By MARK TODD - firstname.lastname@example.org
In the near future, a century-old Port of Conneaut church will be transformed into a museum devoted to World War II in general and the D-Day Invasion in particular.
The soon-to-be museum sits a short distance from Township Park, home to the largest re-enactment in the country geared to historic amphibious assault. The 2013 version of the event concluded Saturday night.
D-Day Ohio Inc., the group in charge of the annual event, has acquired the First Hungarian Reformed Church at Lake Road and Harbor Street, officers said. The church, built in 1914, was essentially donated to the organization, said Lori McLaughlin, D-Day Ohio chief operating officer.
Planning for the acquisition began in earnest in 2012, said Rebecca Bashore, D-Day Ohio chief executive officer. “Last year we talked about whether it was something we could accomplish,” she said.
Ultimately, the board voted to pursue the project, McLaughlin said.
The church has a congregation that meets only sporadically, McLaughlin said. Parishioners will continue to use the church occasionally before relocating, organizers said.
The building comes complete with a pipe organ and pews, McLaughlin said. “It’s a gorgeous church,” she said.
In the future, the building will be home to World War II and 1940s artifacts.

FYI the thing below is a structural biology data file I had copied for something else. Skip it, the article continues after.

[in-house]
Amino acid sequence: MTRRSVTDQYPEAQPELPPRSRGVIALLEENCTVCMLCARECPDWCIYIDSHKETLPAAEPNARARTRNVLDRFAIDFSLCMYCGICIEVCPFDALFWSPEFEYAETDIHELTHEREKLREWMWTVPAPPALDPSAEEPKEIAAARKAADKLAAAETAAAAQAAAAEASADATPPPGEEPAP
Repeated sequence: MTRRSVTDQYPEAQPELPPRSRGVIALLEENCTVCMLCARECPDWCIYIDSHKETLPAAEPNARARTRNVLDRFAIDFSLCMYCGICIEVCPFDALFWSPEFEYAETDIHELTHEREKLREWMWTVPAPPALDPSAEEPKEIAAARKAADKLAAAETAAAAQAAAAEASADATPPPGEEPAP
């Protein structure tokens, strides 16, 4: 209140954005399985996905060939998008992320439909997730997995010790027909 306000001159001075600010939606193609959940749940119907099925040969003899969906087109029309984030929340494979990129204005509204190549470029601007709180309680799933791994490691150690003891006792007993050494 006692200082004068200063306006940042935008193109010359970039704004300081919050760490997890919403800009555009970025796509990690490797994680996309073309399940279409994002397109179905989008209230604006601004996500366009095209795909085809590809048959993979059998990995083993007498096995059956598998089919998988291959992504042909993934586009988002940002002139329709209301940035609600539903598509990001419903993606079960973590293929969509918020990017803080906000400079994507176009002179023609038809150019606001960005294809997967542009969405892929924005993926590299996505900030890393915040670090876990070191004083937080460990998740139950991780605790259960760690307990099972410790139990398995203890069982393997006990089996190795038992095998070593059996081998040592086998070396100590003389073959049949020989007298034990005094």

“People had offered us items and we couldn’t take them (for lack of display space),” McLaughlin said. “We’re now accepting donations.”
There’s much to be done before the museum throws open its doors, and organizers are not predicting a debut date. The first priority is to make the building accessible to all, and D-Day Ohio will be seeking grants to build ramps that will circumvent the steep stairs. A small parking lot is also a consideration, organizers said.
“There are some big things we have to do first,” Bashore said. “We have a lot of ideas, and luckily some on the board and some volunteers have museum experience. The space is limited and we have a big story to tell.”
A museum nearby the re-enactment site will help the committee continue its mission of education, Bashore said. “I think we can continue to tell the story of World War II and D-Day,” she said.